As a species we are entranced with stories about near-misses. We love nothing more than hearing about someone who narrowly skirted past disaster. When their subtle, nothing choices or a chance encounter rips them from the jaws of calamity. They miss the boat that later hits an iceberg. Or the plane takes off without them, only for all aboard to perish.
In my own inconsequential brush up with the Grim Reaper, I was sixteen and walking down Devils’ Tower Road in Gibraltar and I slowed my pace to untangle my headphones. I was suddenly startled by the roar of an engine and a car mounting the pavement right in front of me. Just a few steps away. On and off the pavement it swerved before finally finding its home under a toppled street light. I checked the driver was alright, called the police and my Dad. Then I continued on my way to buy a Pot Noodle, silently thanking the wires still knotted in my hands.
You can call it bad luck or good karma, or maybe it’s just god working in his famously mysterious ways. But whatever the vessel or entity, benevolent god or empty universe, we walk away from these near misses thankful for blessing of living just one more minute. Even if that minute is spent mundanely and unremarkably.
Once I stopped shaking, I felt sure I was floating. Leaning against a wall giving a statement to the police officer, looking over to my dad for a silent signal for what I should do. I was alive and not trapped under the wheels of an out of control car or fallen lamppost. “I suppose this living isn’t so bad,” we say. “I should learn to be more grateful while I have it.”
In one of Alan Watts’ most famous lectures, the Dream of Life, he talks about how if we were to lucid dream every night and spend entire lifetimes in these dreamscapes entirely in our control and containing every pleasure, after a while we’d say: “Surprise me. Let’s have a dream that isn’t under my control.” With every passing night, we’d slowly become more adventurous. Before long and within “the infinite multiplicity of choices”, we’d end up dreaming the life we’re living right now. We’d end up where we are, and we’d be all the happier for it.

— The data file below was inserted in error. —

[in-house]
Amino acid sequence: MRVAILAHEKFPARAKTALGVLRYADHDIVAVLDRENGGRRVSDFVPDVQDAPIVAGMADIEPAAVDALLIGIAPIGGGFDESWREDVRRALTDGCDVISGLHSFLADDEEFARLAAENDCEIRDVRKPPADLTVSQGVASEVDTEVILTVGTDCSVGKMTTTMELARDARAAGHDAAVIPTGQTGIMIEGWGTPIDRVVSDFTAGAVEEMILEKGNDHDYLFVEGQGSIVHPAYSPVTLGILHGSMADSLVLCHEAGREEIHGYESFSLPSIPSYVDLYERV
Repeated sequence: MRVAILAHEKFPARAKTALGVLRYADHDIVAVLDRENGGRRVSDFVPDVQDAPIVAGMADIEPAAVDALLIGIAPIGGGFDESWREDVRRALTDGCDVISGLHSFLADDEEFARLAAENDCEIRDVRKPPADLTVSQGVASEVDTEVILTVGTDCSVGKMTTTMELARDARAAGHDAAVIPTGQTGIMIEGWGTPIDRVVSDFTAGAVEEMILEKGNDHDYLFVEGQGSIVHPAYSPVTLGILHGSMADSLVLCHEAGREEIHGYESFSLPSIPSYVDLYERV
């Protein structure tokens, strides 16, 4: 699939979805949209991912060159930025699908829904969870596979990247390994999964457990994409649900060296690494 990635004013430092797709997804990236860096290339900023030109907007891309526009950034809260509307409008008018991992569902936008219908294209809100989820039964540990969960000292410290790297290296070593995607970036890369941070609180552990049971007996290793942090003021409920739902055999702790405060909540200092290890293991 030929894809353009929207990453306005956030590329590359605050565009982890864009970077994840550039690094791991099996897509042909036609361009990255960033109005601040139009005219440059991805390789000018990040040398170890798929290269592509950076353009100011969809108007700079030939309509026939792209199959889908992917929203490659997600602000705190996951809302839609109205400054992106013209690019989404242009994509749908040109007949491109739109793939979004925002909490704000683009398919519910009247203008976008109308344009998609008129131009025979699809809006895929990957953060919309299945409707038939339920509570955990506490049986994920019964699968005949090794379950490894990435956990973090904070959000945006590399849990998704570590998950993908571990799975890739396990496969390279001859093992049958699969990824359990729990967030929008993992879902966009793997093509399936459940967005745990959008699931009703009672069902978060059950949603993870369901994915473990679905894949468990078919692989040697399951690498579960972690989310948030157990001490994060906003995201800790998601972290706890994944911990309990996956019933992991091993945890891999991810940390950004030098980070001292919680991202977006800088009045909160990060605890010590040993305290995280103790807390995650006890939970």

Because where’s the fun in playing god? In always knowing what’s coming along next? People extract all kinds of lessons from Watts’ talk, but for me, away from all the talk of God and the Self, it really means that the joy of life comes from its unpredictability. All that delight wrapped up in a hurricane, happiness enveloped by despair. It is death and decay and all that horror that drives the engine in our chests and keeps us moving. We run just as fast from fear as we do towards love and desire and admiration, only we’re not nearly so obvious about it.
We ourselves may not be battling against drastic odds or facing down speeding cars, but sometimes what seems to be a fatal mistake or just plain bad luck is really an unseen blessing. The Rolling Stones once said (or rather sung): “you can’t always get what you want.” And honestly, sometimes there is really nothing better. In every seeming rejection there is a doorway, an invitation to self reflection or to embark on some private reckoning.
There’s a relief that sneaks in alongside the shame or guilt, because look — can you see how much space has cleared? And honestly, what’s more frightful to me is capturing and then suddenly needing to keep the desired thing. Worse still is when we dream of something for so long that by the time it appears in our hands we cannot recognise it. Maybe we’ve changed and grown past the need for it, or found its realities are far less romantic than we hoped.
So come join me in leaving all those almost good things, the should have been’s but then couldn’t be’s behind with the hopes of clearing space for what fits us better. To instead embrace disappointment as an opportunity to delve deeper. To ask the darkness a question and say a quiet prayer to whatever being or thought system it is we believe in, and then patiently await a response. It’s easy to dream and plan and exist in our brains, playing out silly fantasies of how things might one day be. What’s harder is accepting the world as is, not as how we’d rather it be.
Jessica Dore once wrote that what’s ours will “rise up to meet us.” It will “come without coercion, without convincing, without control.” And there’s a power that comes with walking away from good things that just aren’t quite good enough. In saying “yes, I hear you, but I choose myself.”
There’s a risk that in losing some of our badness, we may lose the singularities that make us ourselves. But over time it gets easier to trust that voice, that gut feeling. It becomes habit to inquire into what is we’re so afraid of, what we fear we’ll lose if we say no. What returns from the void might be uncomfortable, but it’s answer. It’s a starting point. And it’s from there that the real work begins.
Hi, I’m Lauren and I’m an artist. I write, paint and journal, and have found myself increasingly frustrated with the character count over on Instagram. So, I’ve decided to bring my extended existential ramblings over here in hopes they might find the right ears.